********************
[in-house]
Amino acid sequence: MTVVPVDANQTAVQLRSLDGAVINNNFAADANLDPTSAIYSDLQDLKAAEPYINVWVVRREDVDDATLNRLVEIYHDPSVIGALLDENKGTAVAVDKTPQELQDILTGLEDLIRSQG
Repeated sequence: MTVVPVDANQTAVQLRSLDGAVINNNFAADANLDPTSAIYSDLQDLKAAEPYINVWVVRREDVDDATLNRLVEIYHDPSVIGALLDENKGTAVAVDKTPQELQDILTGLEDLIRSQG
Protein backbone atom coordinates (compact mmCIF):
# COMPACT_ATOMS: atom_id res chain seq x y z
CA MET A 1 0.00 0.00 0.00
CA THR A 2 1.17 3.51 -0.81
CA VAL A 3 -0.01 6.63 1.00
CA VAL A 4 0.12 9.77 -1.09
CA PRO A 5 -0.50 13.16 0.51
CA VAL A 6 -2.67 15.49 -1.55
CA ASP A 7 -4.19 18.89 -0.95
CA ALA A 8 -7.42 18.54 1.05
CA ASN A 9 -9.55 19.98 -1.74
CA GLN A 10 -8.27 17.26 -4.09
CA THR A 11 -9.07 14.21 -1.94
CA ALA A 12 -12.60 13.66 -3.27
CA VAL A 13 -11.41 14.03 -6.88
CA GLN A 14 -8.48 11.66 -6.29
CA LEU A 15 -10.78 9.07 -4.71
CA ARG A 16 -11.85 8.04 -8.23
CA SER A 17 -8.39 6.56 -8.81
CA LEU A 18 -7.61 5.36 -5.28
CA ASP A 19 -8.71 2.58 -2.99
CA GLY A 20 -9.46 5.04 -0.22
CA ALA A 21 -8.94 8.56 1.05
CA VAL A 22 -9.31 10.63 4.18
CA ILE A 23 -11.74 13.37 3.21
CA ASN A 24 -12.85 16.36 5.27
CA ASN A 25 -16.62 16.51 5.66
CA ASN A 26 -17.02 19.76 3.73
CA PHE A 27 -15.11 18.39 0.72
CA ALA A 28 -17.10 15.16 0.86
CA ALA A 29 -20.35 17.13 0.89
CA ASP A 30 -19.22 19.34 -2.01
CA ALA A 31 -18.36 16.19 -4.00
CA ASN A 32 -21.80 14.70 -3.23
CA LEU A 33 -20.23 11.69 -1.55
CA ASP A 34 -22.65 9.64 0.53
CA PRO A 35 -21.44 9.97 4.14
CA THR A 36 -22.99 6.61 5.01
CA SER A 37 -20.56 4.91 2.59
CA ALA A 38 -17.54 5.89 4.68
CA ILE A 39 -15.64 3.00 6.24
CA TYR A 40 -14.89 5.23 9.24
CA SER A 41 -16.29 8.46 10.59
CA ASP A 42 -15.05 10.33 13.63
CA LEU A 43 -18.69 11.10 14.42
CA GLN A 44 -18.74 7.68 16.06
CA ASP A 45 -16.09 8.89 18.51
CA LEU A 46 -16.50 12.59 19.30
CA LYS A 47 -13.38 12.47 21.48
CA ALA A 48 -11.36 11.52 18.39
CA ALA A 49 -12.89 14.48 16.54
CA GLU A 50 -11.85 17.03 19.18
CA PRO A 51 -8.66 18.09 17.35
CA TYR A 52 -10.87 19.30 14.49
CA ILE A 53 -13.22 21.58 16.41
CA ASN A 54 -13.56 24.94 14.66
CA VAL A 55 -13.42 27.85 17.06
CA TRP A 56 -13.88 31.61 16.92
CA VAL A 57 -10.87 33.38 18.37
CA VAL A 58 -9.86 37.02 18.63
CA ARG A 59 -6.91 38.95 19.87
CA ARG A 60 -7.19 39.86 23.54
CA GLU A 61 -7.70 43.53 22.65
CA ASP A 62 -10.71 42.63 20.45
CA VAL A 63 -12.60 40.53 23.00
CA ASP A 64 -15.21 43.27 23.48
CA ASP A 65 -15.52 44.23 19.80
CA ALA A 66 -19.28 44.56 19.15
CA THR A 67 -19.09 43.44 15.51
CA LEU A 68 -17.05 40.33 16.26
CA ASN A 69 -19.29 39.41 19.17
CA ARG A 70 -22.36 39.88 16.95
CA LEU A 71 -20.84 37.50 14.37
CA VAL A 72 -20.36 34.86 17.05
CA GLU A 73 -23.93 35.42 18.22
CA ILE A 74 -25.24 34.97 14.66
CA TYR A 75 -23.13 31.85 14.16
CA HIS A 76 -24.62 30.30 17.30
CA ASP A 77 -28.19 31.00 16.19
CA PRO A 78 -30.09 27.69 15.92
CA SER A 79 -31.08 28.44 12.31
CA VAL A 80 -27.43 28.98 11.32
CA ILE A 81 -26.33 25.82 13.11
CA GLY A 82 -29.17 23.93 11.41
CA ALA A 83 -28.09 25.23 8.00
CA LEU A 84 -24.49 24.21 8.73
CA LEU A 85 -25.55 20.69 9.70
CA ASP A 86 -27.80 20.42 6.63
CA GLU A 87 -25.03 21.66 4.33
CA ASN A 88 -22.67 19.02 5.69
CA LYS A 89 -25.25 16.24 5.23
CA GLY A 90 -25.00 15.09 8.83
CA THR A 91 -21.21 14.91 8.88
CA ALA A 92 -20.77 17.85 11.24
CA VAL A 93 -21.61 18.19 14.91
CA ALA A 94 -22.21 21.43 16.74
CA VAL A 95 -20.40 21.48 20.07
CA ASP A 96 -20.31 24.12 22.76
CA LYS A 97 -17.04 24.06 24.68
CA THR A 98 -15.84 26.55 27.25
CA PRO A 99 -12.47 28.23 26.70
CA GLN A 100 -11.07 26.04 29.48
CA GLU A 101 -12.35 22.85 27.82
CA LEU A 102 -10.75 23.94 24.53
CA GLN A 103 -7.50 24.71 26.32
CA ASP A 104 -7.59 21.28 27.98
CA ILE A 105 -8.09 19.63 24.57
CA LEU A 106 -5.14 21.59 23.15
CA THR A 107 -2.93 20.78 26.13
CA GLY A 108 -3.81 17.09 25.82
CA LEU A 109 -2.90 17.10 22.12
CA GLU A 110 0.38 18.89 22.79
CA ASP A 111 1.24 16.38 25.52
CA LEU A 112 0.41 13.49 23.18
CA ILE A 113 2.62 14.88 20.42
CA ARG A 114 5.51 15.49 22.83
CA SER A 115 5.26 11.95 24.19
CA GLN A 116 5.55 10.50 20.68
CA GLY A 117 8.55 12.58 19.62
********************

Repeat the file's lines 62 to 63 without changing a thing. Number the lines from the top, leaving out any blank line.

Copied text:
CA VAL A 57 -10.87 33.38 18.37
CA VAL A 58 -9.86 37.02 18.63